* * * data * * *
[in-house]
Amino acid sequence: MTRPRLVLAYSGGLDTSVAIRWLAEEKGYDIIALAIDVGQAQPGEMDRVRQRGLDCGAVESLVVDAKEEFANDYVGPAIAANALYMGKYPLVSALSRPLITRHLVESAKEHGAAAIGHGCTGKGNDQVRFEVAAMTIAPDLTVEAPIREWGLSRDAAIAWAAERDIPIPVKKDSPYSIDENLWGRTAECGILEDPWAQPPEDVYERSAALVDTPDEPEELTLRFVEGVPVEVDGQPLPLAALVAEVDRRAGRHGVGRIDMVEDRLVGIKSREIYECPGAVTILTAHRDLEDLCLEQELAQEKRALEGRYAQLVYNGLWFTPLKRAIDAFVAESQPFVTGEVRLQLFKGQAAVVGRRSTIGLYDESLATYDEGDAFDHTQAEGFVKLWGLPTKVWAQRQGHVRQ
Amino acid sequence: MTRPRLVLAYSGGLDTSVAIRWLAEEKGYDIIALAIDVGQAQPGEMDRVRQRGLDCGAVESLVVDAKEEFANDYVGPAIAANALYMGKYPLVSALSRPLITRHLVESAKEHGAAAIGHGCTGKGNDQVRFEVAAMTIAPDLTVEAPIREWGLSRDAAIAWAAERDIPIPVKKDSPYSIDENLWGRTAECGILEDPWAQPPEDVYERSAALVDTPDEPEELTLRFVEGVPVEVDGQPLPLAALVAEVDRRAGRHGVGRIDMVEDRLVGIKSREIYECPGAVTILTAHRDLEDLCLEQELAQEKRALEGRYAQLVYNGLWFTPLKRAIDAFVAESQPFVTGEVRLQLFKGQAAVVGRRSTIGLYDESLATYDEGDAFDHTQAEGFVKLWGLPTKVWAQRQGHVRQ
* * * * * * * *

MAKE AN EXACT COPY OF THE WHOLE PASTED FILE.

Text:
[in-house]
Amino acid sequence: MTRPRLVLAYSGGLDTSVAIRWLAEEKGYDIIALAIDVGQAQPGEMDRVRQRGLDCGAVESLVVDAKEEFANDYVGPAIAANALYMGKYPLVSALSRPLITRHLVESAKEHGAAAIGHGCTGKGNDQVRFEVAAMTIAPDLTVEAPIREWGLSRDAAIAWAAERDIPIPVKKDSPYSIDENLWGRTAECGILEDPWAQPPEDVYERSAALVDTPDEPEELTLRFVEGVPVEVDGQPLPLAALVAEVDRRAGRHGVGRIDMVEDRLVGIKSREIYECPGAVTILTAHRDLEDLCLEQELAQEKRALEGRYAQLVYNGLWFTPLKRAIDAFVAESQPFVTGEVRLQLFKGQAAVVGRRSTIGLYDESLATYDEGDAFDHTQAEGFVKLWGLPTKVWAQRQGHVRQ
Amino acid sequence: MTRPRLVLAYSGGLDTSVAIRWLAEEKGYDIIALAIDVGQAQPGEMDRVRQRGLDCGAVESLVVDAKEEFANDYVGPAIAANALYMGKYPLVSALSRPLITRHLVESAKEHGAAAIGHGCTGKGNDQVRFEVAAMTIAPDLTVEAPIREWGLSRDAAIAWAAERDIPIPVKKDSPYSIDENLWGRTAECGILEDPWAQPPEDVYERSAALVDTPDEPEELTLRFVEGVPVEVDGQPLPLAALVAEVDRRAGRHGVGRIDMVEDRLVGIKSREIYECPGAVTILTAHRDLEDLCLEQELAQEKRALEGRYAQLVYNGLWFTPLKRAIDAFVAESQPFVTGEVRLQLFKGQAAVVGRRSTIGLYDESLATYDEGDAFDHTQAEGFVKLWGLPTKVWAQRQGHVRQ